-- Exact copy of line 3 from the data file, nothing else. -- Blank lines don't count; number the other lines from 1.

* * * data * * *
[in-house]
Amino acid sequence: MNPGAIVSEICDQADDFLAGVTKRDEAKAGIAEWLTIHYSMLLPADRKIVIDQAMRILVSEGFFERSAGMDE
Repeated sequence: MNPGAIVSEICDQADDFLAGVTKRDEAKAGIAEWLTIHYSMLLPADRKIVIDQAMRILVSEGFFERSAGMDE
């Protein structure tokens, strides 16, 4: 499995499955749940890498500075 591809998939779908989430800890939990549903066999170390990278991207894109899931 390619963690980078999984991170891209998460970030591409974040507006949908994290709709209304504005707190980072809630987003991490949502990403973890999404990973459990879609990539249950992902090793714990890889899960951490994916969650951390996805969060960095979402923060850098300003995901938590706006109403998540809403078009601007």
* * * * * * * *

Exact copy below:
Repeated sequence: MNPGAIVSEICDQADDFLAGVTKRDEAKAGIAEWLTIHYSMLLPADRKIVIDQAMRILVSEGFFERSAGMDE